Put on the brakes for these dining hot spots


For work or play, I spend a lot of time wearing out tires and keeping the oil markets buoyed by spending way too much time on highways and roads across the state, but that doesn’t mean I go hungry. No need to. Roadside stops and delis have great — if not always the healthiest — snacks and meals.

Don’t get me wrong. I like a sit-down, lingering meal as much as the next guy. Mike’s Place or Michelangelo’s in Conway, Omar’s Steakhouse in Jonesboro, Ashley’s in Little Rock.

But sometimes a tablecloth — or even a table — isn’t a prerequisite for a satisfying culinary experience.

So, a brief list of a few must-stops along the state’s byways:

• Fried chicken. Fordyce Food Mart, U.S. Highway 67-167. Smack dab in the middle of the town, this convenience store/deli with the big chicken on the sign features some of the best fried chicken anywhere. The cooks start early piles on legs, wings, thighs and breasts all day. Get the two-piece meal with the turnip greens and cheesy broccoli and rice. Cornbread. (As for drinks — the Food Mart has one of the few soda machines in the state that has the Diet Dr. Pepper carbonation calibrated properly in its soda machine. Waiting for the foam to settle is a pain. Am I right?)

• Barbecue. Goes without saying that this is pork, though it seems that somebody always wants to throw in a beef brisket and call it “barbecue.” Goofy. Anyway, Woody’s BBQ has been churning out some of the best pulled pork sandwiches for as long as I can remember. His roadside stop in Waldenburg is a brake-squealing stop Wednesdays through Fridays. Don’t stop with just a sandwich. Take a few pounds of Boston butt home.

• Popcorn. I really need one of those commercial popcorn poppers. Those things use the perfect combination of buttery oil and salt. The Day-N-Nite station in Hampton (at the only traffic light in town) has one, and the folks there put it to great use. If you ask nicely, they’ll fill up one of their little brown bags. It’s a 90-minute snack.

• Biscuits and gravy. Kum & Go convenience store on Stadium Boulevard in Jonesboro. Just north of “the bypass” you’ll find this pedestrian gas station, but over on the end is a breakfast bar that’s pretty special (if you get there in time). The biscuits and gravy are like homemade — meaning they have a bit of salt and pepper in them, unlike most bland made-for-everyone dishes. Also, if you like your bacon chewy (like I do), toss in a few pieces. Don’t check your cholesterol for a few days.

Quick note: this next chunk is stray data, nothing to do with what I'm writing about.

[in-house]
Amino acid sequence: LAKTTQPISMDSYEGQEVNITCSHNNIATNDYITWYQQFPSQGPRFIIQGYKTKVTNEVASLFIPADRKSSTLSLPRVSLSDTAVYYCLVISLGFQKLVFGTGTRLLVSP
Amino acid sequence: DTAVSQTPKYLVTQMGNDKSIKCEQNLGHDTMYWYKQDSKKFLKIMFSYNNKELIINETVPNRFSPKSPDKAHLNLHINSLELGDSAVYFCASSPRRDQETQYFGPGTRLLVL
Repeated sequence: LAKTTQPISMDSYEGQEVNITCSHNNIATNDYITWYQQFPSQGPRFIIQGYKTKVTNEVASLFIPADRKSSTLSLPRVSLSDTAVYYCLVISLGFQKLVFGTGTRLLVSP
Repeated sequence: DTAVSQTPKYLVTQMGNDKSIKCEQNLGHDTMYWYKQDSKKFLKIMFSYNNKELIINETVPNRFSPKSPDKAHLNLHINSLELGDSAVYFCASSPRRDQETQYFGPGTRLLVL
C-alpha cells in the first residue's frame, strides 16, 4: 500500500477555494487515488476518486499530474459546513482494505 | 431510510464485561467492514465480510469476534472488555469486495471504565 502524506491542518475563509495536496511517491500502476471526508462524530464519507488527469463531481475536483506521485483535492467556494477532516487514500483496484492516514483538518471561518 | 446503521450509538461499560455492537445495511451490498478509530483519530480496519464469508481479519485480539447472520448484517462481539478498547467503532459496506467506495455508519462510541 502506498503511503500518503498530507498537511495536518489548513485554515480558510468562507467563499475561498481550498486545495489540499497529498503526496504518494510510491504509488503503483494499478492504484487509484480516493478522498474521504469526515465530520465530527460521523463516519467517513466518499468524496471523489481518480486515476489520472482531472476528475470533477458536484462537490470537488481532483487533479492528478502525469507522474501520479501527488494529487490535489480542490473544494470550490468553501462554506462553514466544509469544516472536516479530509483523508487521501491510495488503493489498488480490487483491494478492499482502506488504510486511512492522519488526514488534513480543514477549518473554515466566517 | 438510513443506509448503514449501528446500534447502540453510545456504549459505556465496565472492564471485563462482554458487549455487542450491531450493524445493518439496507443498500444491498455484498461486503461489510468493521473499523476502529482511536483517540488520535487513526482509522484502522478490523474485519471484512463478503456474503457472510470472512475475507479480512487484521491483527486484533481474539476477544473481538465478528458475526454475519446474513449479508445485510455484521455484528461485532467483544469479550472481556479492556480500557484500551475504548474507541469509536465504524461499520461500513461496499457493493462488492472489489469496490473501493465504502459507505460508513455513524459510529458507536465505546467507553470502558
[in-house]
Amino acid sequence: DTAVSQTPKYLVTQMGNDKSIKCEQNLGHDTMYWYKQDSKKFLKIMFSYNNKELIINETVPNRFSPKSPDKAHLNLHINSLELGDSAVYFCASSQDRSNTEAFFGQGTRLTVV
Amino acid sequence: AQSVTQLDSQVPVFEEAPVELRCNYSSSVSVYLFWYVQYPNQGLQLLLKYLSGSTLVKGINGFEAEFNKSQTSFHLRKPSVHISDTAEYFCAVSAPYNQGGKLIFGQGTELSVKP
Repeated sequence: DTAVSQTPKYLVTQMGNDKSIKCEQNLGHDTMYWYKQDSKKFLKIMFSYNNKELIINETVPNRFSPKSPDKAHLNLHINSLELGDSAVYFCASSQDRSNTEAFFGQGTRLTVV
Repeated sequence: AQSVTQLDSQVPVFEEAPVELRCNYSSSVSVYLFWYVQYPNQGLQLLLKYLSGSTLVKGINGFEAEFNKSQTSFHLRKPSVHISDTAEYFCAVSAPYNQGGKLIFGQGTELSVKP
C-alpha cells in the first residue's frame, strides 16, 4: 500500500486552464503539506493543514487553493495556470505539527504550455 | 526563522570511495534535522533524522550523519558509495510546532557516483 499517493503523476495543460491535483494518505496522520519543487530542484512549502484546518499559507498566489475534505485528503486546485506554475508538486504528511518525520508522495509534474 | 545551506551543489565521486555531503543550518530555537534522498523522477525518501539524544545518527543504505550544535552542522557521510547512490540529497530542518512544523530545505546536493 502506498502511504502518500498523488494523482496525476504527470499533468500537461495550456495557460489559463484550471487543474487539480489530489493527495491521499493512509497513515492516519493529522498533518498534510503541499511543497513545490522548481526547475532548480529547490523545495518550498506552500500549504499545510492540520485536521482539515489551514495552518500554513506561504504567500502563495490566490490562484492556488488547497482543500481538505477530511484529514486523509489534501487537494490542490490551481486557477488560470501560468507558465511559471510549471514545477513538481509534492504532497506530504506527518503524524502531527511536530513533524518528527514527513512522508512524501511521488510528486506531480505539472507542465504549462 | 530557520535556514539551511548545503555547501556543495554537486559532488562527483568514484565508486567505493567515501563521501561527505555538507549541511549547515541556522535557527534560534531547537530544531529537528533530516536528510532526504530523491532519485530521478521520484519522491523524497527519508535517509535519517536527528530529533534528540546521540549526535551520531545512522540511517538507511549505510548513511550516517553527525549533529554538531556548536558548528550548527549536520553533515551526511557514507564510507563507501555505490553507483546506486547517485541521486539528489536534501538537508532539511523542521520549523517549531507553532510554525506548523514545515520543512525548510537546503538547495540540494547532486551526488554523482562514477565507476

• Turkey and dressing — 8-Mile Store, Highway 64, eight miles east of Conway. If you’re around Conway on a Sunday morning and have a few minutes, make the short trek down the road. The turkey and dressing make Thanksgiving come around once a week.

• Strawberry shortcake — Bulldog Restaurant in Bald Knob. Just to the south of U.S. 67-167 is this little diner that features strawberry shortcake in a big way. Don’t take my word for it. Sis travels from Weiner several times a year just for a portion (or two).

• Lunch — Be-bopping down Interstate 30 isn’t much of a joy, but take a short break in Benton and stop by Brown’s Country Store and Restaurant. The 30-yard-long buffet has most every down-home item Grandma ever made. Quite a few of them are just as good, too.

• Let’s throw in one out-of-state entry for good measure. Say you enjoyed a Saturday night in Memphis, on your way out of town, stop for breakfast on Beale Street. Yes, breakfast, at Miss Polly’s Soul City Cafe. Order whatever you want, but don’t leave without dessert — fried apple pie, cooked up in a skillet that came straight from fried pie heaven. Yes, add the dollop of ice cream. You’re welcome.

Looks like I missed Northwest Arkansas. Hmmm. Time for a road trip.

• • •

Rick Fahr is an independent journalist in Arkansas who most recently was editor and publisher of the Log Cabin Democrat in Conway. His e-mail is rickfahr@yahoo.com.